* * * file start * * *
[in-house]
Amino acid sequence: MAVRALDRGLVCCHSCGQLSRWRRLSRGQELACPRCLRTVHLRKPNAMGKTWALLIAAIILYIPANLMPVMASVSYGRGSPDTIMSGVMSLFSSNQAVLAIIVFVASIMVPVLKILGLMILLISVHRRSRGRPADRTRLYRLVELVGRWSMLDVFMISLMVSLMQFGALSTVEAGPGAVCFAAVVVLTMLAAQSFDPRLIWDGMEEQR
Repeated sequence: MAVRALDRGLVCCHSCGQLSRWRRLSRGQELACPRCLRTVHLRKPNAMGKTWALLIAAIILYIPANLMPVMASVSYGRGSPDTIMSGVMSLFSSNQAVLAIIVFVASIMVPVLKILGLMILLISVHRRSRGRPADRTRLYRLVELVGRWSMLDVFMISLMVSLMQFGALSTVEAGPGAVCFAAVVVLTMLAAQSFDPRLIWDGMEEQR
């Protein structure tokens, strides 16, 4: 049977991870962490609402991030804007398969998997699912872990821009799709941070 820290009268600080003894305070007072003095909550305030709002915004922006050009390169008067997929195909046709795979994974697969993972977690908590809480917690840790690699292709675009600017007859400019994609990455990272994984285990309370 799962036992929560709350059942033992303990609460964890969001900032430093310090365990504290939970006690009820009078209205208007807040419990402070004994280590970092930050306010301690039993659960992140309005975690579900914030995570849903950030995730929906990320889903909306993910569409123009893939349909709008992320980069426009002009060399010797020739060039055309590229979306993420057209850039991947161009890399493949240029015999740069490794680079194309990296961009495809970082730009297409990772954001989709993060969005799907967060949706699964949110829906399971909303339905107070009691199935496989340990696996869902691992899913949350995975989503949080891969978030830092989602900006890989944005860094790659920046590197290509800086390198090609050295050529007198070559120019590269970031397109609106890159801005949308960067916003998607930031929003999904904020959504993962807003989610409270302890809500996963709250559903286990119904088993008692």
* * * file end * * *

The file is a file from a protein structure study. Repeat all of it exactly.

[in-house]
Amino acid sequence: MAVRALDRGLVCCHSCGQLSRWRRLSRGQELACPRCLRTVHLRKPNAMGKTWALLIAAIILYIPANLMPVMASVSYGRGSPDTIMSGVMSLFSSNQAVLAIIVFVASIMVPVLKILGLMILLISVHRRSRGRPADRTRLYRLVELVGRWSMLDVFMISLMVSLMQFGALSTVEAGPGAVCFAAVVVLTMLAAQSFDPRLIWDGMEEQR
Repeated sequence: MAVRALDRGLVCCHSCGQLSRWRRLSRGQELACPRCLRTVHLRKPNAMGKTWALLIAAIILYIPANLMPVMASVSYGRGSPDTIMSGVMSLFSSNQAVLAIIVFVASIMVPVLKILGLMILLISVHRRSRGRPADRTRLYRLVELVGRWSMLDVFMISLMVSLMQFGALSTVEAGPGAVCFAAVVVLTMLAAQSFDPRLIWDGMEEQR
């Protein structure tokens, strides 16, 4: 049977991870962490609402991030804007398969998997699912872990821009799709941070 820290009268600080003894305070007072003095909550305030709002915004922006050009390169008067997929195909046709795979994974697969993972977690908590809480917690840790690699292709675009600017007859400019994609990455990272994984285990309370 799962036992929560709350059942033992303990609460964890969001900032430093310090365990504290939970006690009820009078209205208007807040419990402070004994280590970092930050306010301690039993659960992140309005975690579900914030995570849903950030995730929906990320889903909306993910569409123009893939349909709008992320980069426009002009060399010797020739060039055309590229979306993420057209850039991947161009890399493949240029015999740069490794680079194309990296961009495809970082730009297409990772954001989709993060969005799907967060949706699964949110829906399971909303339905107070009691199935496989340990696996869902691992899913949350995975989503949080891969978030830092989602900006890989944005860094790659920046590197290509800086390198090609050295050529007198070559120019590269970031397109609106890159801005949308960067916003998607930031929003999904904020959504993962807003989610409270302890809500996963709250559903286990119904088993008692």